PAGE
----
For those of you that see yourself working as a Pilates instructor at some point down the line, one of the first questions that are going to pop into your mind is without a doubt is “How much do Pilates instructors make?”
Because it’s all good and well finding something you see as a dream job but if it pays peanuts, is it really worth it? The good news is that like many other specialized positions of employment in the world of fitness, a Pilates instructor’s salary is pretty decent.
So in this blog, I want to look at the facts and figures behind that salary and give you a decent insight as to what you can expect should this be your chosen line of work.
I have written two other articles for those of you who have a particular interest in becoming Pilates instructors, one of the various types of Pilates certifications and courses available and the other on how to go about becoming a Pilates instructor. They certainly are worth a look!
Now let’s jump straight in!
Ok, So How Much Do Pilates Instructors Really Earn?
There are a range of website to check the salary for a Pilates instructor in the United States. One of the best of these, however, is Indeed.com. That’s because it’s packed with information based thousands of employment records for any number of jobs within the fitness industry.
So not only can we get an average salary for a pilates instructor, but we can also compare it against other similar positions in the world of fitness. But what do Indeed’s figures reveal about Pilates instructor salaries?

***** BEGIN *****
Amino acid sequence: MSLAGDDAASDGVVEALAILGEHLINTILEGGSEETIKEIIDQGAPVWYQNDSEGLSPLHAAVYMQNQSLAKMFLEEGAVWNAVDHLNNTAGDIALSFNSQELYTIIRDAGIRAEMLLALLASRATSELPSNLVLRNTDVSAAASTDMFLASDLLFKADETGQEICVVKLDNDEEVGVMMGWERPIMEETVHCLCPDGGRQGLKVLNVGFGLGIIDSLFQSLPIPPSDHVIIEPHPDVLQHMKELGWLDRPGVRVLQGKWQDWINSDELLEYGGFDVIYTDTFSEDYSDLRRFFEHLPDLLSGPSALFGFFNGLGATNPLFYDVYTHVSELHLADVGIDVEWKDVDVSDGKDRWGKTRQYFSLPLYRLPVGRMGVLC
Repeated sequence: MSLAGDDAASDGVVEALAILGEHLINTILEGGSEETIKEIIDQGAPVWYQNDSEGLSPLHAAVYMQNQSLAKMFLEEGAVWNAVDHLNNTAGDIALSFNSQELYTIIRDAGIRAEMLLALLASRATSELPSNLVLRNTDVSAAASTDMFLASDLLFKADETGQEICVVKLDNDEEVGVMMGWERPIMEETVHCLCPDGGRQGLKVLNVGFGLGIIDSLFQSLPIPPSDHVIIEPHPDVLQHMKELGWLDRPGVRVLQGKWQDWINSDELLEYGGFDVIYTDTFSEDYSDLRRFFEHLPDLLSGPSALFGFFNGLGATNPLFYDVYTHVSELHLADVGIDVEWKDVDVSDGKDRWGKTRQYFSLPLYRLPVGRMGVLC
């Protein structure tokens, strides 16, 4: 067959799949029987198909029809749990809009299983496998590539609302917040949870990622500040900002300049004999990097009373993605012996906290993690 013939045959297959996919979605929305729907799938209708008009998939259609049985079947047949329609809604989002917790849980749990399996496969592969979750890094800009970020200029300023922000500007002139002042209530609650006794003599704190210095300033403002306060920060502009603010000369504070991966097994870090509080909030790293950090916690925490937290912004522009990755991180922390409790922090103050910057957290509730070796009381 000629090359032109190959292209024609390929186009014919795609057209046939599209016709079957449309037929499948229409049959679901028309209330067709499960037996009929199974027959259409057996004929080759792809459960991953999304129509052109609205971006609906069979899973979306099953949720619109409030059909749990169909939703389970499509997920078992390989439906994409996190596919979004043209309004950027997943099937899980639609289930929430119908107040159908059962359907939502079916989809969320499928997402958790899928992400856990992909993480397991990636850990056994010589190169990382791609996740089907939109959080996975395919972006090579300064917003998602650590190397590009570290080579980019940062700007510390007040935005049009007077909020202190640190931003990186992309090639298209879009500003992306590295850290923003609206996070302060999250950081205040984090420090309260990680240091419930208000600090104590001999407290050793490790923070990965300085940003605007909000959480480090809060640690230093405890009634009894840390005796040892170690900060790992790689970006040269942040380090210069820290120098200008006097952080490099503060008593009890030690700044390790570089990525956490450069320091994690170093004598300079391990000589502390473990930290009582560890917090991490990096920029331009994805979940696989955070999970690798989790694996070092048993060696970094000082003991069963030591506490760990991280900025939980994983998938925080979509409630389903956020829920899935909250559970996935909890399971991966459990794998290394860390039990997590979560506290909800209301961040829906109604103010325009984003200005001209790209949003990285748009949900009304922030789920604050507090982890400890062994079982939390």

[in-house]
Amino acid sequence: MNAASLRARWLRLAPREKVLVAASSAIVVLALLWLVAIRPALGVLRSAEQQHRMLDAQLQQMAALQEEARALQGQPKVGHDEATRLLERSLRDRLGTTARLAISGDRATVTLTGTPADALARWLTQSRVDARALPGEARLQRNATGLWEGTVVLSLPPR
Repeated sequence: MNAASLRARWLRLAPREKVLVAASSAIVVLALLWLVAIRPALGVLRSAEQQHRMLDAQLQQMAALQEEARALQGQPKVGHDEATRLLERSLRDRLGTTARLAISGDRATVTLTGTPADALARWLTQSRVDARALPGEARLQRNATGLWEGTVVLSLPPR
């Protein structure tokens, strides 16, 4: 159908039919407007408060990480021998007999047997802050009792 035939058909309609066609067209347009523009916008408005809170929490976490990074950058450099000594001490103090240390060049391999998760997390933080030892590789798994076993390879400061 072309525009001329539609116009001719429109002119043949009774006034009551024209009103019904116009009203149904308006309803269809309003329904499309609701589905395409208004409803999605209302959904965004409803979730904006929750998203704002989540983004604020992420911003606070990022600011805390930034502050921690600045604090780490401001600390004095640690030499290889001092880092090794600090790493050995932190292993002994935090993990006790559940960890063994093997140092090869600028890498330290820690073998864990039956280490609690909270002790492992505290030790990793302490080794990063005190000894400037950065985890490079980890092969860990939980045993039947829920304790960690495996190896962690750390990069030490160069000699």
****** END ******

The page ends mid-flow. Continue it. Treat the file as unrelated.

Well, I thought it best to give you all the information that I could find on Pilates salaries, so we going to break it down into:
- Per hour
- Per year
- Per state
But now you probably thinking, why would it be necessary to look at the salary of a Pilates teacher per state, surely a per hour or year figure is sufficient?
Well, they will give you a good idea as to what you can expect to earn but the thing is, there is a significant difference from state to state when it comes to salary figures in the employment industry, and that’s true of most industries for that matter.
The reason for this is mostly due to supply and demand factors.
But enough about that, let’s first see what you can expect to earn as a Pilates instructor.
Breakdown: Pilates instructor salary (per hour)
Note, these figures from Indeed.com are up to date. In fact, they are taken from January 2020. So just how much a Pilates instructor will earn on average per hour?
And that figure is $35.58. That’s not bad, right?
This figure is based on an average of 733 salary reports in the Indeed database taken over the past three-year period. And when we compare it to other similar jobs in the fitness industry, you will see that the average per hour salary that a Pilates instructor earns is the highest.
Let’s quickly compare:
- Yoga instructor – $31.43 (based on 1,634 records)
- Fitness instructor – $22.88 (based on 6,571 records)
- Personal Trainer – $21.50 (based on 14,159 records)
I have already mentioned how a Pilates instructor’s salary can differ from this average above when looking at state to state. And the same is true when we look at different cities in America.
As an example a Pilates instructor earns the following monthly average in each of the American cities below:
- New York – $43,33 per hour (based on 30 salary reports)
- Los Angeles – $36,42 per hour (based on 21 salary reports)
- Denver, – $33,41 per hour (based on 16 salary reports)
- Austin – $37,41 per hour (based on 11 salary reports)
- Chicago – $33.53 per hour (based on 15 salary reports)
That’s quite a difference in the hourly pay from city to city.